Stoney River Energy Analysis


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Stoney River Energy Analysis

  1. 1. Stoney River Energy Evaluation
  2. 2. STEP 1: Change Habits • Energy efficient • Energy conservation equipment does not must be integrated into save energy if it is not the training and daily used correctly or activities of all staff to properly maintained. ensure successful sustainability efforts.
  5. 5. STEP 4: UPGRADE COOKING EQUIPMENT • Cooking/Refrigeration accounts for 30-40 percent of energy bill • Includes combination ovens, convection ovens, rack ovens, fryers, large vat fryers, griddles, steam cookers and insulated holding cabinets. • Energy Star cooking equipment includes fryers, steam cookers and hot food holding cabinets. Steam cookers and ice machines in particular offer a huge savings for both energy and water.
  6. 6. Save Energy, Save Money Outfitting an entire kitchen with a suite of ENERGY STAR qualified CFS equipment could save operators about 350 Mbtu/year annually, or the equivalent of approximately $3,600
  7. 7. STEP 4 (Continued) • REPLACE ICE MACHINE • A conservative savings estimate for upgrading the ice machine yields approximately $1400. • Alternatively, buy an ice making head unit and put on a timer to produce ice overnight when cooling demand is much lower and potentially cheaper because of reduced demand rate costs.
  8. 8. STEP 4 (Continued) • REPLACE DISH WASHER • Energy Star qualified machines can save restaurants an average of $850 a year on energy costs and $200 on water costs • Install a low-flow pre-rinse spray valve…replacing a traditional sprayer that is used just one hour per day with a low-flow equivalent will save over $200 a year in gas bills even with a high efficiency hot water heater.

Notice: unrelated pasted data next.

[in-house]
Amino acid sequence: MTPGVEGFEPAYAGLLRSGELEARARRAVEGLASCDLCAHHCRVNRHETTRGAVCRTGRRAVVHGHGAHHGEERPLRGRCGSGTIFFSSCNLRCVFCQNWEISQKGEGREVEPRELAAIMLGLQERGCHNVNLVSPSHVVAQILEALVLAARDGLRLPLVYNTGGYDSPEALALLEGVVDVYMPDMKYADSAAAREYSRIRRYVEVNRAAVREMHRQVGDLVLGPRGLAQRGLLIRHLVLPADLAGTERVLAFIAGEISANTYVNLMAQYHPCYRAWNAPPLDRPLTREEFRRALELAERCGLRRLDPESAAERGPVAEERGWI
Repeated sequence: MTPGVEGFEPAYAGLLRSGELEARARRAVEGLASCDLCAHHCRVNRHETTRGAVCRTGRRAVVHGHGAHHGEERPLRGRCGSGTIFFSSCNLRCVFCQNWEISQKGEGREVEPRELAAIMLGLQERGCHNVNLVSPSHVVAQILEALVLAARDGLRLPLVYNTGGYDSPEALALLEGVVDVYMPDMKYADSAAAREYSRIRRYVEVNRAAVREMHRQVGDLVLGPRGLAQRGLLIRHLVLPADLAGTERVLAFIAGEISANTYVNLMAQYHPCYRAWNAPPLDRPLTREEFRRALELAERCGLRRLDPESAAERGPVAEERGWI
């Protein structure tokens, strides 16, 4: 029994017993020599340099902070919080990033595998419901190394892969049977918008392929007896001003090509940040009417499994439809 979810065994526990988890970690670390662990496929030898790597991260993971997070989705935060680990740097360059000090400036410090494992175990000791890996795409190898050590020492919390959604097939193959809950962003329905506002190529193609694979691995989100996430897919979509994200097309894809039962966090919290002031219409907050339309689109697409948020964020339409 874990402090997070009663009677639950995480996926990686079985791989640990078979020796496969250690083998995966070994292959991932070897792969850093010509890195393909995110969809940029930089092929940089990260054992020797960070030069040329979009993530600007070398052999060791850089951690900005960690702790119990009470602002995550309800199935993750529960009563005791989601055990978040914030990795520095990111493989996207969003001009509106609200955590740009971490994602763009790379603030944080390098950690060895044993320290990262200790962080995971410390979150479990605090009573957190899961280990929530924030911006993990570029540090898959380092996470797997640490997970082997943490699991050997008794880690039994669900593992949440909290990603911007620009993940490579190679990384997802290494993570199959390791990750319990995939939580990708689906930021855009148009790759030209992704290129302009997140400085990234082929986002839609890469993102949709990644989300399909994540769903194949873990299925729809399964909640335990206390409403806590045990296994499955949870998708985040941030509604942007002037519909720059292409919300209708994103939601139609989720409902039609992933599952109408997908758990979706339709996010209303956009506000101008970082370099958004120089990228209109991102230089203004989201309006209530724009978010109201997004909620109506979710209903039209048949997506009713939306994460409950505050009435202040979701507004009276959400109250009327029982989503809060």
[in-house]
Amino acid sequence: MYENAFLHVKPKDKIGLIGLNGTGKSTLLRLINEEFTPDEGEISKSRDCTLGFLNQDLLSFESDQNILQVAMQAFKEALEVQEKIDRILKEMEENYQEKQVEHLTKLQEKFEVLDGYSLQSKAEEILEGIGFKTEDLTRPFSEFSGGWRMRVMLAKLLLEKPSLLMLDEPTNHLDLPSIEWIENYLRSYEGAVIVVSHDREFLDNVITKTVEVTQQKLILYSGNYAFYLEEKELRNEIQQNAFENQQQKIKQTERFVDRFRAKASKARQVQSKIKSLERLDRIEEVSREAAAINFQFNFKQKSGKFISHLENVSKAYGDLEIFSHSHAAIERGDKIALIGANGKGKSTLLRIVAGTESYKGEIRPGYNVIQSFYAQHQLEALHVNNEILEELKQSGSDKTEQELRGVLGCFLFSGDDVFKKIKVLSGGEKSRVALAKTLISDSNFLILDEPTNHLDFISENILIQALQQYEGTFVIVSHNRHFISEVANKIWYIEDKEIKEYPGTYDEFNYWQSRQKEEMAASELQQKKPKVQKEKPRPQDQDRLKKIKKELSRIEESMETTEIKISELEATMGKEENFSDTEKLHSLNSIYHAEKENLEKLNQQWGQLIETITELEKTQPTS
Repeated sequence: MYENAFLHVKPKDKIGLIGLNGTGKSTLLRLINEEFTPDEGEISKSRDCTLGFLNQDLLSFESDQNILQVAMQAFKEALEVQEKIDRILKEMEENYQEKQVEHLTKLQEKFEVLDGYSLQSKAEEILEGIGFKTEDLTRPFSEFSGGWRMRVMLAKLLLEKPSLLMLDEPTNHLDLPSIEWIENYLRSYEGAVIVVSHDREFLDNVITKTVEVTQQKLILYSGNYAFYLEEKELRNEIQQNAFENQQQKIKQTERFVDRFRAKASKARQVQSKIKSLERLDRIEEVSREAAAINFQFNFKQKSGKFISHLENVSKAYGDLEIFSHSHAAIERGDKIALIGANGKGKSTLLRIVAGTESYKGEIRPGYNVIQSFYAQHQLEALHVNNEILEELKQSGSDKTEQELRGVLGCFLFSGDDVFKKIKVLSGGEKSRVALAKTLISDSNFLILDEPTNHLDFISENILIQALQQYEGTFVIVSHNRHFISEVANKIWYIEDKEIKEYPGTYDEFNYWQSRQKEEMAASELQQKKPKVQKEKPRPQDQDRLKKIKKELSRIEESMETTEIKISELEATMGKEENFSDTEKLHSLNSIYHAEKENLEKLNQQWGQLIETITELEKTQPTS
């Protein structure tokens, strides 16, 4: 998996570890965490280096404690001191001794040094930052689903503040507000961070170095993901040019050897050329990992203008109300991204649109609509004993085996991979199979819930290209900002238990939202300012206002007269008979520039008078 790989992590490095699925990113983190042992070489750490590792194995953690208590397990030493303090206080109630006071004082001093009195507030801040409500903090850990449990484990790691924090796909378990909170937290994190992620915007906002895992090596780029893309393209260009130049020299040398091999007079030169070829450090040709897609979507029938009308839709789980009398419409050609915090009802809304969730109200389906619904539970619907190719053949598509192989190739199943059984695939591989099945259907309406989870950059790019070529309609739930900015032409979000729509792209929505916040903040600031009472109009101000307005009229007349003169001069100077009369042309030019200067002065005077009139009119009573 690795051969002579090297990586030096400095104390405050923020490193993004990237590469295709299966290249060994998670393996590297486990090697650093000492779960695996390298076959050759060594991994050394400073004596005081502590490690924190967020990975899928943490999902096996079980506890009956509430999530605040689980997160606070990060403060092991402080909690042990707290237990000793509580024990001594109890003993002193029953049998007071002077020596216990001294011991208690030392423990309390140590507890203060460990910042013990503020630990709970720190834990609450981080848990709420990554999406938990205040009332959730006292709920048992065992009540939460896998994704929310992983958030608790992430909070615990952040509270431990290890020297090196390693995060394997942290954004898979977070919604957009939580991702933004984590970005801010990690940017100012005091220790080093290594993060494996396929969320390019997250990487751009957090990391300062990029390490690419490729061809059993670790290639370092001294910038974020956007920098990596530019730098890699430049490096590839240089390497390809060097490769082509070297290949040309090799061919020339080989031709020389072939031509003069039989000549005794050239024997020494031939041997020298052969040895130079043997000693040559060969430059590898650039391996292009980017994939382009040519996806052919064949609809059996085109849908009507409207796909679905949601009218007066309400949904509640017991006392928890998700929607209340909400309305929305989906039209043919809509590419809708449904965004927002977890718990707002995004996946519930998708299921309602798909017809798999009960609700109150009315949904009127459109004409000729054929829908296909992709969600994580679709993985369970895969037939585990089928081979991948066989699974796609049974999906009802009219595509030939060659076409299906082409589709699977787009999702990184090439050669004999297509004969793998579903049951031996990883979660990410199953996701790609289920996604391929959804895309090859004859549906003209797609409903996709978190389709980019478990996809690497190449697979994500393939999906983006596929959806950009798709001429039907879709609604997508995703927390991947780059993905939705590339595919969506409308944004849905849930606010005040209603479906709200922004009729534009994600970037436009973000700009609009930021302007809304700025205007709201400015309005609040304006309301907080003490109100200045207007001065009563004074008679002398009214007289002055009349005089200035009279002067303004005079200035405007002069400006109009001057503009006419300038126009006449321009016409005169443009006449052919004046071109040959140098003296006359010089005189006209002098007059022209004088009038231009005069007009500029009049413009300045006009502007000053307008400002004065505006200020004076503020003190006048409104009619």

9. 9. STEP 4 (Continued) Heating water consumes about 11-18% of a restaurant's annual energy bill. • Replace Water Heater • Increase Insulation for w/more efficient unit hot water pipes
  10. 10. STEP 5: IMPROVE AIR CONDITIONING & HEATING UNITS • Space heating and air conditioning make up about 25% of a restaurant's energy bill; the largest energy cost next to cooking. • Foodservice operations use a variety of equipment for heating and cooling building spaces • System Sizing and Maintenance/Servicing Issues
  11. 11. When replacing central air conditioner, choose an ENERGY STAR- labeled model • Increase so SEER = 14 • Annual Bill Savings = $412.00 • Estimated ROI = 16% Payback Time = 5 years
  12. 12. STEP 5 (Continued) SIMPLE FIXES • Programmable thermostats – adjust accordingly • The energy savings can be as much as two percent of air conditioning costs for each degree that you raise the thermostat in cooling months • In the winter, set the thermostat to 68 degrees during open hours and lower it to 55 degrees during afterhours. Adjusting the thermostat in the winter can save up to five percent on heating costs for every degree lowered.
  13. 13. STEP 5 (Continued) SIMPLE FIXES Shade HVAC units – green roof mimic Have ducts professionally sealed to reduce leakage • Duct Sealing Goal = Reduce leakage to 6% total airflow • Estimated ROI = 179% Payback Time = 1 year
  14. 14. STEP 6: IMPROVE VENTILATION EFFICIENCY • The kitchen exhaust hood, known at Commercial Kitchen Ventilation (CKV), is one of the most important and complicated systems at Stoney River. • A well-designed, efficient CKV can mean the difference between a hot, smoky kitchen and a cool bearable one that will save thousands of dollars in energy costs.